Most RVs, except the very new ones, have manual patio awnings that can be extended out over the right side of the RV. As most of these folks know, the awning top easily catches breezes and wind gusts, and, in very windy conditions, often looks like the underside of a busy trampoline as it flaps up and down.
This bad habit can be cured by buying a set of awning deflappers (by now, I'm sure you know where). These plastic devices act similarly to a set of tongs—two flat plates grip the awning material, and the other end is wrapped around the top awning support arms that extend from near the top of the RV.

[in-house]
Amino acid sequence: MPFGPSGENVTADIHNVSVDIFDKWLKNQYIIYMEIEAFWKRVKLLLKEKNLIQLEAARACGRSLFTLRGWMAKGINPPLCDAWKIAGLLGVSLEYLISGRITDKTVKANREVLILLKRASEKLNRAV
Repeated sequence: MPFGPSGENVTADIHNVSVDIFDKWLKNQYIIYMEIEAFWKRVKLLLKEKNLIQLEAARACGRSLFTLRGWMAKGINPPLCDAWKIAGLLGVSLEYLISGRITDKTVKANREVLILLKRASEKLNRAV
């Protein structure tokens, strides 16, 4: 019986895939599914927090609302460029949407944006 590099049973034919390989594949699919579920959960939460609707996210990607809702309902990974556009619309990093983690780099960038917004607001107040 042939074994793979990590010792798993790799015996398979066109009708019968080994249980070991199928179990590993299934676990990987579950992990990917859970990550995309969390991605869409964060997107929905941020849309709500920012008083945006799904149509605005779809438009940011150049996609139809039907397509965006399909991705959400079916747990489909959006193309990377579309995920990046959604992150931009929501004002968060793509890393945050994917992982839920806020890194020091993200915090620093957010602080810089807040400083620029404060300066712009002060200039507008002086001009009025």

The awning deflappers are placed about midway between the RV and the outer ends of the awning.
The deflappers don't totally eliminate the problem, but they limit the distance that the awning top can flap.
Most folks only use one set of awning deflappers, but occasionally you might see a rig that has two deflappers on each side.
The biggest hassle with using awning deflappers is that you need a step ladder to be able to reach high enough to install them on your awning arms. Hopefully, you realize that the awning first needs to be extended and the arms snugged up before the awning deflappers are attached.
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